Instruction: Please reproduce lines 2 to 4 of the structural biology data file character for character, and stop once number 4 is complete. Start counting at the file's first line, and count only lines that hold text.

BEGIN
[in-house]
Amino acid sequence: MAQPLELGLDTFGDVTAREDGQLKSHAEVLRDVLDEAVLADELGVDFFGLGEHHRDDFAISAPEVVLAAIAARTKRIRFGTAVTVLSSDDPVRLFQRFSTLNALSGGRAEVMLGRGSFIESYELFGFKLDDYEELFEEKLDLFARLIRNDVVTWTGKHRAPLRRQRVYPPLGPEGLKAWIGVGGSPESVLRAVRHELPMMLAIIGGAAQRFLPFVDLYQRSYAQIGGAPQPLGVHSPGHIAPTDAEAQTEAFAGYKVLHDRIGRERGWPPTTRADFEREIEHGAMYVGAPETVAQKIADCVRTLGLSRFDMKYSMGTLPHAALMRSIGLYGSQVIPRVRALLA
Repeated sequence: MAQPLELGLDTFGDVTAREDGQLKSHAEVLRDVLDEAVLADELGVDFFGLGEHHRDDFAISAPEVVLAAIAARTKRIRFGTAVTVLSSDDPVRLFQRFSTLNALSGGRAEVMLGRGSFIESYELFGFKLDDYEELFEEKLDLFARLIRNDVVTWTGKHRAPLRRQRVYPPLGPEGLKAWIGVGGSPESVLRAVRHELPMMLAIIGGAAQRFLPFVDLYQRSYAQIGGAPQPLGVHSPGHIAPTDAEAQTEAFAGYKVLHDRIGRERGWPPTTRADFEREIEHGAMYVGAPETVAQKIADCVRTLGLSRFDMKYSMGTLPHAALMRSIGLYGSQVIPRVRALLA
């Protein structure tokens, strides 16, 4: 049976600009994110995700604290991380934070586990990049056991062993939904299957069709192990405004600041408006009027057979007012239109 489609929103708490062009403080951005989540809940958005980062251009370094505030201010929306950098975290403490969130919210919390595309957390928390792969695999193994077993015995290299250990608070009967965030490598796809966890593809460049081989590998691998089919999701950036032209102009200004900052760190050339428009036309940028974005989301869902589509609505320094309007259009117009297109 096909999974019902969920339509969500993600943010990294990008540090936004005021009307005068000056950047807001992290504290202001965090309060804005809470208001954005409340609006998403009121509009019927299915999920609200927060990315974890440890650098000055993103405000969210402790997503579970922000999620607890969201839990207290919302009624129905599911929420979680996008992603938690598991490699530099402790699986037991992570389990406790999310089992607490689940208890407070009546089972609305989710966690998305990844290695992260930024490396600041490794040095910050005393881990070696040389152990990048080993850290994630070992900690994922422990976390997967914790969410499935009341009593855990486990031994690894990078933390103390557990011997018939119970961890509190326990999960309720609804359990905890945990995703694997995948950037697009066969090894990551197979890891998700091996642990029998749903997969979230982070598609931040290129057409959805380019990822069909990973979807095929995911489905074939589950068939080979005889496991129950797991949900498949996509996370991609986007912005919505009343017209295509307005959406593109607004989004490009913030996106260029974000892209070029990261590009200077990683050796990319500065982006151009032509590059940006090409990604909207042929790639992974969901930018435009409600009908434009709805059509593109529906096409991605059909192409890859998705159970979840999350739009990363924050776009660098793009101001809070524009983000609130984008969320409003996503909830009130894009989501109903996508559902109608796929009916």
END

Amino acid sequence: MAQPLELGLDTFGDVTAREDGQLKSHAEVLRDVLDEAVLADELGVDFFGLGEHHRDDFAISAPEVVLAAIAARTKRIRFGTAVTVLSSDDPVRLFQRFSTLNALSGGRAEVMLGRGSFIESYELFGFKLDDYEELFEEKLDLFARLIRNDVVTWTGKHRAPLRRQRVYPPLGPEGLKAWIGVGGSPESVLRAVRHELPMMLAIIGGAAQRFLPFVDLYQRSYAQIGGAPQPLGVHSPGHIAPTDAEAQTEAFAGYKVLHDRIGRERGWPPTTRADFEREIEHGAMYVGAPETVAQKIADCVRTLGLSRFDMKYSMGTLPHAALMRSIGLYGSQVIPRVRALLA
Repeated sequence: MAQPLELGLDTFGDVTAREDGQLKSHAEVLRDVLDEAVLADELGVDFFGLGEHHRDDFAISAPEVVLAAIAARTKRIRFGTAVTVLSSDDPVRLFQRFSTLNALSGGRAEVMLGRGSFIESYELFGFKLDDYEELFEEKLDLFARLIRNDVVTWTGKHRAPLRRQRVYPPLGPEGLKAWIGVGGSPESVLRAVRHELPMMLAIIGGAAQRFLPFVDLYQRSYAQIGGAPQPLGVHSPGHIAPTDAEAQTEAFAGYKVLHDRIGRERGWPPTTRADFEREIEHGAMYVGAPETVAQKIADCVRTLGLSRFDMKYSMGTLPHAALMRSIGLYGSQVIPRVRALLA
């Protein structure tokens, strides 16, 4: 049976600009994110995700604290991380934070586990990049056991062993939904299957069709192990405004600041408006009027057979007012239109 489609929103708490062009403080951005989540809940958005980062251009370094505030201010929306950098975290403490969130919210919390595309957390928390792969695999193994077993015995290299250990608070009967965030490598796809966890593809460049081989590998691998089919999701950036032209102009200004900052760190050339428009036309940028974005989301869902589509609505320094309007259009117009297109 096909999974019902969920339509969500993600943010990294990008540090936004005021009307005068000056950047807001992290504290202001965090309060804005809470208001954005409340609006998403009121509009019927299915999920609200927060990315974890440890650098000055993103405000969210402790997503579970922000999620607890969201839990207290919302009624129905599911929420979680996008992603938690598991490699530099402790699986037991992570389990406790999310089992607490689940208890407070009546089972609305989710966690998305990844290695992260930024490396600041490794040095910050005393881990070696040389152990990048080993850290994630070992900690994922422990976390997967914790969410499935009341009593855990486990031994690894990078933390103390557990011997018939119970961890509190326990999960309720609804359990905890945990995703694997995948950037697009066969090894990551197979890891998700091996642990029998749903997969979230982070598609931040290129057409959805380019990822069909990973979807095929995911489905074939589950068939080979005889496991129950797991949900498949996509996370991609986007912005919505009343017209295509307005959406593109607004989004490009913030996106260029974000892209070029990261590009200077990683050796990319500065982006151009032509590059940006090409990604909207042929790639992974969901930018435009409600009908434009709805059509593109529906096409991605059909192409890859998705159970979840999350739009990363924050776009660098793009101001809070524009983000609130984008969320409003996503909830009130894009989501109903996508559902109608796929009916």